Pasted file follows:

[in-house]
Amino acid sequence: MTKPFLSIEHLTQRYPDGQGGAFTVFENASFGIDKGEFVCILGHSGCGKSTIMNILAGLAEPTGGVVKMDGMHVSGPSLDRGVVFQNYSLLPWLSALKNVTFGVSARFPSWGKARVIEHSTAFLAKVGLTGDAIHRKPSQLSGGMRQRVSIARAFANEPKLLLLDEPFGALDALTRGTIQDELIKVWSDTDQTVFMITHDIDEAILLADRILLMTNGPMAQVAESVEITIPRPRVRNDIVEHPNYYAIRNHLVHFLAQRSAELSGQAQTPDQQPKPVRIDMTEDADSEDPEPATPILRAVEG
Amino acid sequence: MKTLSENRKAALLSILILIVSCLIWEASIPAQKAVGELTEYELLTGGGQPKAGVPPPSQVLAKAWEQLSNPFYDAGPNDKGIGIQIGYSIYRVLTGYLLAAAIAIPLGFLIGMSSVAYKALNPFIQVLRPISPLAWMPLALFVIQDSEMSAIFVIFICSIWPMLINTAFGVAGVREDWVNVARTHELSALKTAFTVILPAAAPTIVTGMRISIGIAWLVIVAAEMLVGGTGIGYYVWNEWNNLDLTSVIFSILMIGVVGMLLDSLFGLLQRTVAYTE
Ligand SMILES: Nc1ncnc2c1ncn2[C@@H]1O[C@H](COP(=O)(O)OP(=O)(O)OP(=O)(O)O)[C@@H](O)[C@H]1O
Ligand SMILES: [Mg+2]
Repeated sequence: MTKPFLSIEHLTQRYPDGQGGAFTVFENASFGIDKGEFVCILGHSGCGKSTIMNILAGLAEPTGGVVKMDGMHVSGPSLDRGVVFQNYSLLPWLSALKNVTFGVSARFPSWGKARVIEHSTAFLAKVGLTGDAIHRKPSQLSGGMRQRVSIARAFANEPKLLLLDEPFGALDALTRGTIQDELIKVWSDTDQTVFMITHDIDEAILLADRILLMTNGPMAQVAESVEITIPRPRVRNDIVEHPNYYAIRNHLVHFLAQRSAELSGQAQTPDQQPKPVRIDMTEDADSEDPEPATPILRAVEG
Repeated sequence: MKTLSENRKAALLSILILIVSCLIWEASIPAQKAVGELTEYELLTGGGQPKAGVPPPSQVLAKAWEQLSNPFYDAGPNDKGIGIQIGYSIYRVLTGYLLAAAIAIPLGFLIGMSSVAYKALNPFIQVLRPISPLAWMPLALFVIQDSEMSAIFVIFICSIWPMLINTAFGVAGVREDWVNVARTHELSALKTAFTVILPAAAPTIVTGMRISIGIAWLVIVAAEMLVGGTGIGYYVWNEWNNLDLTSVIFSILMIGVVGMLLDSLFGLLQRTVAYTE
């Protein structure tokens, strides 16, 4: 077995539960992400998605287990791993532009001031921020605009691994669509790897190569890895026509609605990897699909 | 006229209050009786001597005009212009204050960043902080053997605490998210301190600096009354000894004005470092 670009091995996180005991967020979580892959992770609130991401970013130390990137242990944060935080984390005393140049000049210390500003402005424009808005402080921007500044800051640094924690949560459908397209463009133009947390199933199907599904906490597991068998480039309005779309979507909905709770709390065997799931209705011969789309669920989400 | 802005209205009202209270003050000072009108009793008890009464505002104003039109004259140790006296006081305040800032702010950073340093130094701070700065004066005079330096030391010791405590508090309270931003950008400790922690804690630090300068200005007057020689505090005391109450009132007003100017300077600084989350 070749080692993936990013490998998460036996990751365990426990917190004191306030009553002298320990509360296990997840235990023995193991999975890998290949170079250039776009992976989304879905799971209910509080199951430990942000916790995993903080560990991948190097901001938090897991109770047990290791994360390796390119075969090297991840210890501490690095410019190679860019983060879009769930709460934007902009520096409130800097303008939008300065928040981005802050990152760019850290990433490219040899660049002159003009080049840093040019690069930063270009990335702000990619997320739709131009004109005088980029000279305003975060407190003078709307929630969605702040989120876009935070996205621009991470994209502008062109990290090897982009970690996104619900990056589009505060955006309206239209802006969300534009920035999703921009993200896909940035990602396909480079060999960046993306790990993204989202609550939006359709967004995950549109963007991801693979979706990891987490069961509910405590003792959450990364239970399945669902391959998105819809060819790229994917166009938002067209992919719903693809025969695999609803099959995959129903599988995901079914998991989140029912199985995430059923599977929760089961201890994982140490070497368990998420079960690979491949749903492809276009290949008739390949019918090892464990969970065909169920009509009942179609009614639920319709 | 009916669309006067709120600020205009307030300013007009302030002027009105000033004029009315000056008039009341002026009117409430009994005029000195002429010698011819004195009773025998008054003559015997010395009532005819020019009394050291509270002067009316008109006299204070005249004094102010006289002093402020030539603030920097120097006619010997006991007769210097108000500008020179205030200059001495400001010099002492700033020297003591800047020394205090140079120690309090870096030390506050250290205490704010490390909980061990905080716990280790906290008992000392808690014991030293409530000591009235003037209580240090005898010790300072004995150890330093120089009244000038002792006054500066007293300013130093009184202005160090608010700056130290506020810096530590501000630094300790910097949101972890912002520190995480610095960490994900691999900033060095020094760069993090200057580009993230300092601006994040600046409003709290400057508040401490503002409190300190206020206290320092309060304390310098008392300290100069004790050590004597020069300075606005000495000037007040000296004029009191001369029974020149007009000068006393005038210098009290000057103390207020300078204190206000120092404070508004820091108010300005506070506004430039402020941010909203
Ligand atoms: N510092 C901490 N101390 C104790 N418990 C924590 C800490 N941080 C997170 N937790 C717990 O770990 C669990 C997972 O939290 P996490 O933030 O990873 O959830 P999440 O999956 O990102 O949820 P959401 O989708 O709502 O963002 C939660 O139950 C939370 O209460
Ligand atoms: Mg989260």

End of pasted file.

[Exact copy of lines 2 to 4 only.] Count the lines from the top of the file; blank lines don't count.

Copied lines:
Amino acid sequence: MTKPFLSIEHLTQRYPDGQGGAFTVFENASFGIDKGEFVCILGHSGCGKSTIMNILAGLAEPTGGVVKMDGMHVSGPSLDRGVVFQNYSLLPWLSALKNVTFGVSARFPSWGKARVIEHSTAFLAKVGLTGDAIHRKPSQLSGGMRQRVSIARAFANEPKLLLLDEPFGALDALTRGTIQDELIKVWSDTDQTVFMITHDIDEAILLADRILLMTNGPMAQVAESVEITIPRPRVRNDIVEHPNYYAIRNHLVHFLAQRSAELSGQAQTPDQQPKPVRIDMTEDADSEDPEPATPILRAVEG
Amino acid sequence: MKTLSENRKAALLSILILIVSCLIWEASIPAQKAVGELTEYELLTGGGQPKAGVPPPSQVLAKAWEQLSNPFYDAGPNDKGIGIQIGYSIYRVLTGYLLAAAIAIPLGFLIGMSSVAYKALNPFIQVLRPISPLAWMPLALFVIQDSEMSAIFVIFICSIWPMLINTAFGVAGVREDWVNVARTHELSALKTAFTVILPAAAPTIVTGMRISIGIAWLVIVAAEMLVGGTGIGYYVWNEWNNLDLTSVIFSILMIGVVGMLLDSLFGLLQRTVAYTE
Ligand SMILES: Nc1ncnc2c1ncn2[C@@H]1O[C@H](COP(=O)(O)OP(=O)(O)OP(=O)(O)O)[C@@H](O)[C@H]1O